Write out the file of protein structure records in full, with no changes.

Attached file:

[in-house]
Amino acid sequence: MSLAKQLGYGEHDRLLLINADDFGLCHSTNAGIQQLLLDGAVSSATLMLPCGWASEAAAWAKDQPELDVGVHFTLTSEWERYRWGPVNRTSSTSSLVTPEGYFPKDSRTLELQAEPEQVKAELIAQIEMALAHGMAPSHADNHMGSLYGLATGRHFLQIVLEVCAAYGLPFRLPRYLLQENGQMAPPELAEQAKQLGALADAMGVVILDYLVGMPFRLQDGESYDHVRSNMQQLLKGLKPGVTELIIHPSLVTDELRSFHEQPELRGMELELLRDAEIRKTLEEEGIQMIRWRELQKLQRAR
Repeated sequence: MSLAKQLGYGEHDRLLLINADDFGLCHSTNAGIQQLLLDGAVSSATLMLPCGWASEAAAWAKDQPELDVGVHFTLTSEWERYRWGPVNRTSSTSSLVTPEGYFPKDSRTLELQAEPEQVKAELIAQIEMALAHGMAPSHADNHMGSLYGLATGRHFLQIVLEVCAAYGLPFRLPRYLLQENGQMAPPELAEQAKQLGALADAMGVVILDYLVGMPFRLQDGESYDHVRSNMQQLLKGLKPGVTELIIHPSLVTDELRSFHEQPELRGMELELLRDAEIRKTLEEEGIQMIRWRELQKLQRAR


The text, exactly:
[in-house]
Amino acid sequence: MSLAKQLGYGEHDRLLLINADDFGLCHSTNAGIQQLLLDGAVSSATLMLPCGWASEAAAWAKDQPELDVGVHFTLTSEWERYRWGPVNRTSSTSSLVTPEGYFPKDSRTLELQAEPEQVKAELIAQIEMALAHGMAPSHADNHMGSLYGLATGRHFLQIVLEVCAAYGLPFRLPRYLLQENGQMAPPELAEQAKQLGALADAMGVVILDYLVGMPFRLQDGESYDHVRSNMQQLLKGLKPGVTELIIHPSLVTDELRSFHEQPELRGMELELLRDAEIRKTLEEEGIQMIRWRELQKLQRAR
Repeated sequence: MSLAKQLGYGEHDRLLLINADDFGLCHSTNAGIQQLLLDGAVSSATLMLPCGWASEAAAWAKDQPELDVGVHFTLTSEWERYRWGPVNRTSSTSSLVTPEGYFPKDSRTLELQAEPEQVKAELIAQIEMALAHGMAPSHADNHMGSLYGLATGRHFLQIVLEVCAAYGLPFRLPRYLLQENGQMAPPELAEQAKQLGALADAMGVVILDYLVGMPFRLQDGESYDHVRSNMQQLLKGLKPGVTELIIHPSLVTDELRSFHEQPELRGMELELLRDAEIRKTLEEEGIQMIRWRELQKLQRAR